The first time you share tea, you are a stranger.
The second time you share tea, you are an honored guest.
The third time you share tea, you become family.
So… what do you call a slice of life story when the protagonist dies at the end of the first chapter?
Whatever you do, Under the Whispering Door is a delightful example thereof.
Wallace starts out a kind of terrible person.
The machine had broken down, and though no one was infallible, Wallace needed to switch out the part for a new one. He’d worked too hard to let it fail now. Last year had been the most profitable in the firm’s history. This year was shaping up to be even better. No matter what condition the world was in, someone always needed to be sued.
And then he dies.
“What?” Wallace said faintly. He wondered if it was possible to have a second heart attack, even though he was already dead. And then he remembered he couldn’t actually feel his heart beating anymore, and the desire to curl up into a little ball once again started to take over. Agnostic or not, he hadn’t expected to hear something so enormous said so easily.
This is the story of what comes next.
No, not that next. Not Heaven or Hell or rebirth or whatever you so happen to believe in. The inbetween. What you do and where you go after you’re dead and before moving on. It’s a setting you’ve probably seen before, but the setting isn’t really the point, but more a vehicle for the story.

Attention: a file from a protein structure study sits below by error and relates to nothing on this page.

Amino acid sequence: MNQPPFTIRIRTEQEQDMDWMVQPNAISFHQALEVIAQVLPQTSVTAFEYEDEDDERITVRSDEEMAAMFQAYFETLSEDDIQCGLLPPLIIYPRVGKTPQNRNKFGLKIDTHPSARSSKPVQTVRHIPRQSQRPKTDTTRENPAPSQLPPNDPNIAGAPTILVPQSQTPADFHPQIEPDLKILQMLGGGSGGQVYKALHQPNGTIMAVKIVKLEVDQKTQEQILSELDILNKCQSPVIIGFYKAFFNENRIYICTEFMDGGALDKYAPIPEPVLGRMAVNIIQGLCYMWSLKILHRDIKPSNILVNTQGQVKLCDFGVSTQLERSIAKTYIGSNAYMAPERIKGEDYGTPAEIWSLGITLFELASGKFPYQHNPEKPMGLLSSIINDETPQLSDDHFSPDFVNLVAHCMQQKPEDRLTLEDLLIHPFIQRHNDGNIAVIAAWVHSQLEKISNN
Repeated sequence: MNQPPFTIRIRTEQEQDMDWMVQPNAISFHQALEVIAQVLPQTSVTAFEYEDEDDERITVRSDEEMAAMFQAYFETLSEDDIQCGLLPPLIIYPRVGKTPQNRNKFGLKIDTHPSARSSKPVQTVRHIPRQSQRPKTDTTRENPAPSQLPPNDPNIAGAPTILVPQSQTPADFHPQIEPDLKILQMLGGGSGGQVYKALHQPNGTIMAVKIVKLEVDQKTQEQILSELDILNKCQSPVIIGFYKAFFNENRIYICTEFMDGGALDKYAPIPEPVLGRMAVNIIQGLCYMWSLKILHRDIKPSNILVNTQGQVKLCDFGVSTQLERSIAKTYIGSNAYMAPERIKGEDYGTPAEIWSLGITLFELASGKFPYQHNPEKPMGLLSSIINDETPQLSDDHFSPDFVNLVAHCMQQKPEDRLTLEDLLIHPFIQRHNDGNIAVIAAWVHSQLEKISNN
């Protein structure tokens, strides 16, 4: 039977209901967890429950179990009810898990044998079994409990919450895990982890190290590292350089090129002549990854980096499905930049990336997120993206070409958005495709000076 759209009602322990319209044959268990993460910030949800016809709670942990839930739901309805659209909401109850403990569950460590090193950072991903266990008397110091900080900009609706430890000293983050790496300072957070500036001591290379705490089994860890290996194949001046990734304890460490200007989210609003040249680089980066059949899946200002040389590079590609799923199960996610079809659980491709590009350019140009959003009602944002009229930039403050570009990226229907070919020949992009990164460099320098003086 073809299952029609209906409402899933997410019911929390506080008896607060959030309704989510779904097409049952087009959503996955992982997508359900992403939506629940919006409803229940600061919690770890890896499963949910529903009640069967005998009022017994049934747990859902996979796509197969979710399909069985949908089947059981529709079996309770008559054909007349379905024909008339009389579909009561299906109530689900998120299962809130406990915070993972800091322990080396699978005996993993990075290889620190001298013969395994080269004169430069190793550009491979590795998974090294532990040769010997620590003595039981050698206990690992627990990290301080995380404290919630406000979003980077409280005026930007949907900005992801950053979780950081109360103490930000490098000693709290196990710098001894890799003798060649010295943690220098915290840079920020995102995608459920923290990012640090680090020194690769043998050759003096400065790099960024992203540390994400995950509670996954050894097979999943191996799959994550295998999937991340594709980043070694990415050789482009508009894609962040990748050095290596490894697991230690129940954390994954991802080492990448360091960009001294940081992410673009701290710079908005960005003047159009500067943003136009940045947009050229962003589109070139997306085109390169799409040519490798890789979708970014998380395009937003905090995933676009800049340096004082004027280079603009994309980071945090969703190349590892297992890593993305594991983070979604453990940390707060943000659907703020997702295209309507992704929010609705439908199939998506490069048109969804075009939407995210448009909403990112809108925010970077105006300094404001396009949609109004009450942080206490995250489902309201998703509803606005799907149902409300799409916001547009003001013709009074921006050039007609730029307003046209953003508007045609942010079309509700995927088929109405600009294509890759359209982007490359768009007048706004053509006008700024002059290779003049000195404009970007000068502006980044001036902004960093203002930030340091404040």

“He growled under his breath before reaching out to pry the doors open. His hands went right through them.
“Oh, right,” he said. “Dead. Goddammit.”
He walked through the doors.”
It’s quite the touching piece. A bit about coming to term with your life and death and perhaps learning a bit more about it all before moving on. It’s sweet, it’s touching, and by the end I’m really rooting for Wallace.
“It’s life, Wallace. Even when you’re dead, it’s still life. You exist. You’re real. You’re strong and brave, and I’m so happy to know you. Now, tell me what happened with Alan. All of it. Leave nothing out.”
It’s well worth the read.
“What do we do now?”
“I don’t know,” Hugo said. “Whatever we can, I guess.”
“Make the most of the time we have left,” Wallace whispered.
And Hugo said, “That’s all anyone can ask of us.”
The sun drifted slowly across the sky.”